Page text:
This weekend, we were able to take advantage of the Taiwanese national holiday and, since “Double Ten Day” (so called for being the tenth day of the tenth month) fell on a Saturday, we got a three day weekend. In an attempt to get to know our island home a little better, Chris planned a trip with some of our friends down to the southern tip of Taiwan to a beach town called Kenting. Having two typhoons swirling around in the Pacific last week made us a little nervous, but the worst seemed to be over by the time we hopped on the high speed train down south. Arriving late Thursday night, we found our hotel and crashed into bed. Friday morning, we got up and explored the area around our hotel and staked out the nearest beach. At this point, I would like to emphasize the difference between American beach culture and Taiwanese beach culture. In the U.S., we love our beaches. White sand, brown sand, black sand, warm water, cold water, murky water, it pretty much doesn’t matter. As long as there is salt water and sand, we are lining up around the block ready to overpay for airbrushed tee-shirts and tacky postcards. Taiwan, on the other hand, is a totally different story. First of all, most Asian women highly value their white skin. In fact, they often walk around with umbrellas on sunny days to avoid any stimulation of skin pigmentation. So, laying out is pretty much out of the question. Add to that the superstition that ghosts come from the water and you are left with an empty beach. And, that is what we had. Beautiful, empty beaches.
Sadly, the tail end of the second typhoon was still lingering on Friday afternoon so we were left to wander around the town ducking into tourist traps and restaurants when the skies opened up. Friday evening, our friends who were staying in cabins on the other side of the city invited us over for a barbecue. Not being ones to miss out on food cooked over open flame, we gladly accepted. Getting to their cabin was easier said than done, however. In Taipei, we are spoiled with the ease of public transportation. So, we were unpleasantly surprised when finding a taxi in Kenting turned out to be quite an odyssey. After finally flagging one down and explaining where we wanted to go, the driver quoted us what we thought was an astronomical price. Thinking that it was an attempt to bargain, we came back with a low-ball price. But, the disheveled driver refused to change his price. Just out of principle, we all decided that we would rather walk the 10 kilometers to their house rather than let this toothless scoundrel take advantage of us. So, we did. We grabbed our things and started walking. About two kilometers later, our principles started to weaken and we caved, though not completely. We had an overpriced van come and pick us up (which turned out to be more than the astronomically priced taxi). But, we got there. And we were very glad that we did. Our friends ventured to the fresh fish market that afternoon and picked up a veritable cornucopia of fresh fish, clams, and squid. For the rest of the evening, we cooked, ate, talked with our friends and the hotel owner, and generally participated in good ol’ fashioned merrymaking.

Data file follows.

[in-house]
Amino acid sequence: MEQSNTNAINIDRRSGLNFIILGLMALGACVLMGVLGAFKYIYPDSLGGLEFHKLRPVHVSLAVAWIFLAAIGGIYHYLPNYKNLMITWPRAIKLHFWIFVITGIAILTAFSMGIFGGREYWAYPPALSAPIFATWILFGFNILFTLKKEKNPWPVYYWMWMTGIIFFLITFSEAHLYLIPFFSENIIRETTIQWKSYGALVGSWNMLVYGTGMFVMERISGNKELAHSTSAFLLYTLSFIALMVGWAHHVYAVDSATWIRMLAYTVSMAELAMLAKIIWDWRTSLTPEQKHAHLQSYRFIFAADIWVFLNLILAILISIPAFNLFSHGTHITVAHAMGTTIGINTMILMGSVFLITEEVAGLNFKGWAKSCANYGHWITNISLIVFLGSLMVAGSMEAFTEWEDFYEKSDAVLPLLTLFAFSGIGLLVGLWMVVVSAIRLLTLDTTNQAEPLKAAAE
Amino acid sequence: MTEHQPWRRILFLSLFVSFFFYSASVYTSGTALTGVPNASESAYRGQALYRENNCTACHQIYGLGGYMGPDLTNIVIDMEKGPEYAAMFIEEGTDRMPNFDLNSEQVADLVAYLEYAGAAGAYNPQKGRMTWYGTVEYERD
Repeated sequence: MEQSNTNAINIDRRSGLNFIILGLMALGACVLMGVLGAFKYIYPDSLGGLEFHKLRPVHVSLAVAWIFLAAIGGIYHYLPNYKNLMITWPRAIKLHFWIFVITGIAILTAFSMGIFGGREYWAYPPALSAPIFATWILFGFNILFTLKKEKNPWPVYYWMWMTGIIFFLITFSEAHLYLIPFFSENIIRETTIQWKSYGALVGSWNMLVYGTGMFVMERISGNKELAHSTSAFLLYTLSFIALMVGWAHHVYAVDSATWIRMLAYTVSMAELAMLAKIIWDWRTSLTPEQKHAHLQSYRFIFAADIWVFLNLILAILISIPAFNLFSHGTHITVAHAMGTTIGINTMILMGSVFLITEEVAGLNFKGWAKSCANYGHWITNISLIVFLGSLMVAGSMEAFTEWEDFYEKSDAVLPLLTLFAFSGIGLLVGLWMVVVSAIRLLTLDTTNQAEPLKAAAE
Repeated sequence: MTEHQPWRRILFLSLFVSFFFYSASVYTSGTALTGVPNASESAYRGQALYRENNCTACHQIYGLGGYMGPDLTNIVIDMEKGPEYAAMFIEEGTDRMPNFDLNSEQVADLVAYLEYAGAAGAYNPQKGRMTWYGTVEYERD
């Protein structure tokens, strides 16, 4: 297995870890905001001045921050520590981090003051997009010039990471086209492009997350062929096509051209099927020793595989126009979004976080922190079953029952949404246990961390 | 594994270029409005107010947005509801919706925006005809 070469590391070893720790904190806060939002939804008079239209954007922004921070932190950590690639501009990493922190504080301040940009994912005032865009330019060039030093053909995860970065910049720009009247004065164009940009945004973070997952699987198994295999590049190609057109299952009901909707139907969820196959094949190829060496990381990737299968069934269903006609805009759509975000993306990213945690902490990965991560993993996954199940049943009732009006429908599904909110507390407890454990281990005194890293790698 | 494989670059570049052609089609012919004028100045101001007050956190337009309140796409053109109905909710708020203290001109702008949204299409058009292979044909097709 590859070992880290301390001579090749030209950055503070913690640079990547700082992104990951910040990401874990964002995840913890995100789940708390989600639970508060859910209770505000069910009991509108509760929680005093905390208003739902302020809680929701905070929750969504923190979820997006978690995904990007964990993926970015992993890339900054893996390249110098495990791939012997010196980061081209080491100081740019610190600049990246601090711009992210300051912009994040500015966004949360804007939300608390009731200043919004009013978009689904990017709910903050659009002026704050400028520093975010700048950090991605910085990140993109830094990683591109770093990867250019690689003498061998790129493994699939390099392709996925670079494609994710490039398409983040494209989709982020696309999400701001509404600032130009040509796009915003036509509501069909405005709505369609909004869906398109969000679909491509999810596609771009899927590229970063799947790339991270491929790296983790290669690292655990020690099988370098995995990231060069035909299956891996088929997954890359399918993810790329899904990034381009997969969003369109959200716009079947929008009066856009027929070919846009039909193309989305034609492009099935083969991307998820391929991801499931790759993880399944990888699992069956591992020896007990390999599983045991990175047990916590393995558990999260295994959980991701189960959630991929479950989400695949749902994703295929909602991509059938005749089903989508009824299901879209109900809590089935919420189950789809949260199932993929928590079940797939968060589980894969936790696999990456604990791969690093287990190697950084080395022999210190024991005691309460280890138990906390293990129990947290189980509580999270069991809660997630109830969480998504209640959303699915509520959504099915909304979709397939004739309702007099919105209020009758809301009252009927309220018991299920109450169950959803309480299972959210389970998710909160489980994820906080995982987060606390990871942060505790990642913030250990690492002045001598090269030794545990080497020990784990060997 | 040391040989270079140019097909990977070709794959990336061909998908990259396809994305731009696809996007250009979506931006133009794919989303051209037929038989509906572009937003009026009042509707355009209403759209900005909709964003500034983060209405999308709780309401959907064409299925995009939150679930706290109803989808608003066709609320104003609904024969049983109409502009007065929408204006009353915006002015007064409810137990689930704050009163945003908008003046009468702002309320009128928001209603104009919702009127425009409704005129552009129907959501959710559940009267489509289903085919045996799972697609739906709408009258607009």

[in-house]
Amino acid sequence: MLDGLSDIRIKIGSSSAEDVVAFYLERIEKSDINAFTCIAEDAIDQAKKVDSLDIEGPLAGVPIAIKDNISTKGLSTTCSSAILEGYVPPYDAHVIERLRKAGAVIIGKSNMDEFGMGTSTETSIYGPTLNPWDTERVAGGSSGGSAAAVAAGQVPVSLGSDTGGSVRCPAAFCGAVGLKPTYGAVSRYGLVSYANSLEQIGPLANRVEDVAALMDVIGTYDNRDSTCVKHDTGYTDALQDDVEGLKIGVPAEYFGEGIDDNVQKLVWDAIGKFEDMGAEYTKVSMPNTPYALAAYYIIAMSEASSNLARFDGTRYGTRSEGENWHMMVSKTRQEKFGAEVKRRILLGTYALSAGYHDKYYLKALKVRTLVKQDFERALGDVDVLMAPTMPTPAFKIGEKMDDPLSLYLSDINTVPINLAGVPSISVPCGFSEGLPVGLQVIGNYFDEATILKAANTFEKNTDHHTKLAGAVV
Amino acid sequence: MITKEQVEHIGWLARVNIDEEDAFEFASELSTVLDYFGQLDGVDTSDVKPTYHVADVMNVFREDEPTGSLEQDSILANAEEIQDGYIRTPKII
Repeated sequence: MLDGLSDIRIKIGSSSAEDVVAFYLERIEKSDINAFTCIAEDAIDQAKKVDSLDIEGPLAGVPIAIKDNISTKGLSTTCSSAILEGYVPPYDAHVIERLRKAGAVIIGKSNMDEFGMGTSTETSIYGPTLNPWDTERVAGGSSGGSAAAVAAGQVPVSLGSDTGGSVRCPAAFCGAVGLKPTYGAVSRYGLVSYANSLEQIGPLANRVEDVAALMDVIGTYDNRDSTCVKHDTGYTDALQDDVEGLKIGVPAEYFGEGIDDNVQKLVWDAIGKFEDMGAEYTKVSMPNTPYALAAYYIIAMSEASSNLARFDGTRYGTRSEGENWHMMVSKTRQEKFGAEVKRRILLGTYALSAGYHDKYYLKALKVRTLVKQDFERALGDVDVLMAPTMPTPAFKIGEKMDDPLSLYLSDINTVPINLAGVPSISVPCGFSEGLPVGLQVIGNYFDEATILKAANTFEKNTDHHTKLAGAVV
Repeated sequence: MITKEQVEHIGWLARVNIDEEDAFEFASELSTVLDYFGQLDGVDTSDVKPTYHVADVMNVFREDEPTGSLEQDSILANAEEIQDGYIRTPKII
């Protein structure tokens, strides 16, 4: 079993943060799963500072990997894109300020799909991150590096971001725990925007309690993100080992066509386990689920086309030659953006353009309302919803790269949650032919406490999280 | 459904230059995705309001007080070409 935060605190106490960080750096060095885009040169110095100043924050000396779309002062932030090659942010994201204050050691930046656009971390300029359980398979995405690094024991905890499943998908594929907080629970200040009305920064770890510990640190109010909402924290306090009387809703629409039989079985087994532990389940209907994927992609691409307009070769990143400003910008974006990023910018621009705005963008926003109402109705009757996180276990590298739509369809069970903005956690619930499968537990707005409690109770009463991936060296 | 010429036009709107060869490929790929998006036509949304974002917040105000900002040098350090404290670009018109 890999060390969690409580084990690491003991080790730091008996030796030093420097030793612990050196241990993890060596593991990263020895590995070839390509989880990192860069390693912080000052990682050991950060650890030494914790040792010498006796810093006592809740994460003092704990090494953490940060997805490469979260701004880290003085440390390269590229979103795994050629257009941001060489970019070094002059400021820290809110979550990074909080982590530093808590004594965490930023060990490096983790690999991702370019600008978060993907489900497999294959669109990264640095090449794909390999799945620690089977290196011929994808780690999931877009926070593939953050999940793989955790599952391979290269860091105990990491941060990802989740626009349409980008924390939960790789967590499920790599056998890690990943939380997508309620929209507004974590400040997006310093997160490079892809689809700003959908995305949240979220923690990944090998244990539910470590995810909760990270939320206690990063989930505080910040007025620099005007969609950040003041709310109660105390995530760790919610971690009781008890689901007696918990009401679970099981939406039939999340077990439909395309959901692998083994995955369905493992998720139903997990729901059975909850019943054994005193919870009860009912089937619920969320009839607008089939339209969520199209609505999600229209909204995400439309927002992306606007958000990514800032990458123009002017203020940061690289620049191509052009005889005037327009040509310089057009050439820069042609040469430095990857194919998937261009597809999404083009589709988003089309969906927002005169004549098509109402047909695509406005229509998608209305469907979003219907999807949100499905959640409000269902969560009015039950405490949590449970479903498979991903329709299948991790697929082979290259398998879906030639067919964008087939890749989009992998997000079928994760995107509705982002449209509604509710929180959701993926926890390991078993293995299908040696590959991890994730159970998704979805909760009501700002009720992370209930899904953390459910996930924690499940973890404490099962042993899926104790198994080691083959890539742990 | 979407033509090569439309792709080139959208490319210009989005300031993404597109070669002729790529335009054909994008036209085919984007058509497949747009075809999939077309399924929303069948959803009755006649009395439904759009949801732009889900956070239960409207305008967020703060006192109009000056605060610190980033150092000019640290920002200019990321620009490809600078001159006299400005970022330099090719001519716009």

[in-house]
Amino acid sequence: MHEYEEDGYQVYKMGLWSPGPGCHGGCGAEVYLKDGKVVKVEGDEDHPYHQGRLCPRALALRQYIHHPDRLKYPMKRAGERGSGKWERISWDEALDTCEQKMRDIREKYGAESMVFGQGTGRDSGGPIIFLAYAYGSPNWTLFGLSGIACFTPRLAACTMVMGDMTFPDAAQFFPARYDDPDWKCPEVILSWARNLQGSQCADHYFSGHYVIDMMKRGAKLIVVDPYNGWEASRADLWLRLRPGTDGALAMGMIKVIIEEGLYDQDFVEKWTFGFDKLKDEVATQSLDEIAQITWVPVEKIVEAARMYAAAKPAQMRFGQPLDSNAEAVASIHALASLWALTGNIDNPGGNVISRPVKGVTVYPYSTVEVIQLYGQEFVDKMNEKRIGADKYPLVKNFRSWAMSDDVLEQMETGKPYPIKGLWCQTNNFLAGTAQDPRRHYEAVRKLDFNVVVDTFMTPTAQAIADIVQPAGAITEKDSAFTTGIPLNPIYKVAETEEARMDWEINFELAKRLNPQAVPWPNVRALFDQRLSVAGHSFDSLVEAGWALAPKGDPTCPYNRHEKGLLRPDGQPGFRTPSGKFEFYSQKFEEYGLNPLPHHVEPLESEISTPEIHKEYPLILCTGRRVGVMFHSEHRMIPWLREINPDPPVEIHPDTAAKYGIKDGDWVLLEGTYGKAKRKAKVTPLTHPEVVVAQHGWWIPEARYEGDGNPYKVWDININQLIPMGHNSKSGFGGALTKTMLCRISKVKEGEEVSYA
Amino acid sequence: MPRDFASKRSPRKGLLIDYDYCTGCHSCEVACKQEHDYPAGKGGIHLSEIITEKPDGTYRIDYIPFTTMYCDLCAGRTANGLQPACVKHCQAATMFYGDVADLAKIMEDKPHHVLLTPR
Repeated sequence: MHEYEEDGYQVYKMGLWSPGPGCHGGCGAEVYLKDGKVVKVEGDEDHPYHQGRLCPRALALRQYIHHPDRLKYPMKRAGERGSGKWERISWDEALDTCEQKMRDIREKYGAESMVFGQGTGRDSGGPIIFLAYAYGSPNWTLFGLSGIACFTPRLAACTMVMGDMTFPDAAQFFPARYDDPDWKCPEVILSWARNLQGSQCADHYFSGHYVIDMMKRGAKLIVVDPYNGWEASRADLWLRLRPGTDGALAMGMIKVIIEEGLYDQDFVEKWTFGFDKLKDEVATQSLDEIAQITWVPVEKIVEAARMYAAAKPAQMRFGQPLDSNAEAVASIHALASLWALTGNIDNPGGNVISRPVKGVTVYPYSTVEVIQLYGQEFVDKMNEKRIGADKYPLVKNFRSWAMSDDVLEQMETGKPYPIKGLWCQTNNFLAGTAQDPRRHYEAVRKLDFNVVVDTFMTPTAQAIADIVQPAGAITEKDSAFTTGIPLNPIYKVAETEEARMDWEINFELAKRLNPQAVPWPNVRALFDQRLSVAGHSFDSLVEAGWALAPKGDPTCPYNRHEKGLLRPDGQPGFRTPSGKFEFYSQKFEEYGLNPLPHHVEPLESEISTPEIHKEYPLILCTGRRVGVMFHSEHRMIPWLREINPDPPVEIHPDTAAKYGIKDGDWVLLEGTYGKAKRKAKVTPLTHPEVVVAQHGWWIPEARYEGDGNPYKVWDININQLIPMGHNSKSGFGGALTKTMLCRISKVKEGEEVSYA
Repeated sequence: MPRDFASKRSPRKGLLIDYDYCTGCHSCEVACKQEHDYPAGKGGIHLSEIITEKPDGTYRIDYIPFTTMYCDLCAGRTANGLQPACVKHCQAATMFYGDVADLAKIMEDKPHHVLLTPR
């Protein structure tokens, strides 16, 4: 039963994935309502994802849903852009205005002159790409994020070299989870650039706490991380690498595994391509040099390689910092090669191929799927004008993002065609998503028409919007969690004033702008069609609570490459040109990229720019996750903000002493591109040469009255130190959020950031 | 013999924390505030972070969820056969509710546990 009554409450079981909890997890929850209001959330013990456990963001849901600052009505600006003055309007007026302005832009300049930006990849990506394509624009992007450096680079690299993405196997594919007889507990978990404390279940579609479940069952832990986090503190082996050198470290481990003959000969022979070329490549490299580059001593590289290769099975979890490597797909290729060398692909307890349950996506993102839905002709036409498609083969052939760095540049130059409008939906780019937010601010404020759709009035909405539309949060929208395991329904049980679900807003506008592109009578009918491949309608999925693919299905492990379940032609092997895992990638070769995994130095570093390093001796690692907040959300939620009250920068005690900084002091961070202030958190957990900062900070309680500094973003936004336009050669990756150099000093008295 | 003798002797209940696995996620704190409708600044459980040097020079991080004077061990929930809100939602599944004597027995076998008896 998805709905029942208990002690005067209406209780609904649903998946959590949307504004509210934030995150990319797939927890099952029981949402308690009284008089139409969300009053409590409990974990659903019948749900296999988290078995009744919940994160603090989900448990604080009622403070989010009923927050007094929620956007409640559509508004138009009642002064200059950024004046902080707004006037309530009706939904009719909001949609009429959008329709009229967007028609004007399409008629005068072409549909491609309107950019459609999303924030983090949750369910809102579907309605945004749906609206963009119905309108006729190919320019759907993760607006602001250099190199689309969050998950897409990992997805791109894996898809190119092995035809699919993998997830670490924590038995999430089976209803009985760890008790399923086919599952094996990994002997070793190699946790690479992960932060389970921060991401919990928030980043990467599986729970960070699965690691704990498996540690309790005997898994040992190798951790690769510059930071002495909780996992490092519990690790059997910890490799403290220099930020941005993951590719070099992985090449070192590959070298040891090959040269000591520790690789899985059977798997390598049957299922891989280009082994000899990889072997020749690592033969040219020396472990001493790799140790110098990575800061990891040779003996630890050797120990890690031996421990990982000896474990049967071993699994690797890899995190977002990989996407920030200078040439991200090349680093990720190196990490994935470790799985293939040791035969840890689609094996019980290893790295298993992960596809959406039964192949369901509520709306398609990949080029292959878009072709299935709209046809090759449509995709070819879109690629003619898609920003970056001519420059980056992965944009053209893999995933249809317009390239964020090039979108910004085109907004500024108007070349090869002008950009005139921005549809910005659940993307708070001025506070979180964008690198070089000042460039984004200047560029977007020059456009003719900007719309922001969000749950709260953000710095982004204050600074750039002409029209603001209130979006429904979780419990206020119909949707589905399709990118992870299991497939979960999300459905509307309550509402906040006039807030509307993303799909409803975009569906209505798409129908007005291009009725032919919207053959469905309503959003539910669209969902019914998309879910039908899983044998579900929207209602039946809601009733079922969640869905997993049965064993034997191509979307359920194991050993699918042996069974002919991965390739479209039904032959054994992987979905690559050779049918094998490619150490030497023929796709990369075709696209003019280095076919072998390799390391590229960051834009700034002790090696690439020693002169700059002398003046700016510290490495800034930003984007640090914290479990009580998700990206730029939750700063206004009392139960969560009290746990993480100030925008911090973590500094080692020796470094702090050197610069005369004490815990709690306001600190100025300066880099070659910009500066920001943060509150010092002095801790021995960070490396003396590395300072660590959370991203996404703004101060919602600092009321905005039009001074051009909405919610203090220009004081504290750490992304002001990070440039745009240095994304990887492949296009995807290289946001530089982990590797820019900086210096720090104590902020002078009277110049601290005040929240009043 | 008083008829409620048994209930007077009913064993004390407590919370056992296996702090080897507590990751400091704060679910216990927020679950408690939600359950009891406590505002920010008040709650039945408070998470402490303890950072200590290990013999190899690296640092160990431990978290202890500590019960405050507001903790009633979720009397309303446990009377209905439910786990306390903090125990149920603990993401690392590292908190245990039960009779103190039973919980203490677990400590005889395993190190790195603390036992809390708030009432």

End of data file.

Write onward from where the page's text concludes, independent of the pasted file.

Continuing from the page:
Saturday proved to be a much better day for the beach and so we laid out and swam all day. Saturday night we went into town and had dinner, wandered through the night market and caught a glimpse of a few fireworks. Sunday, we wished the sun goodbye and headed back to Taipei. In all, it was deemed a successful Double Ten Day.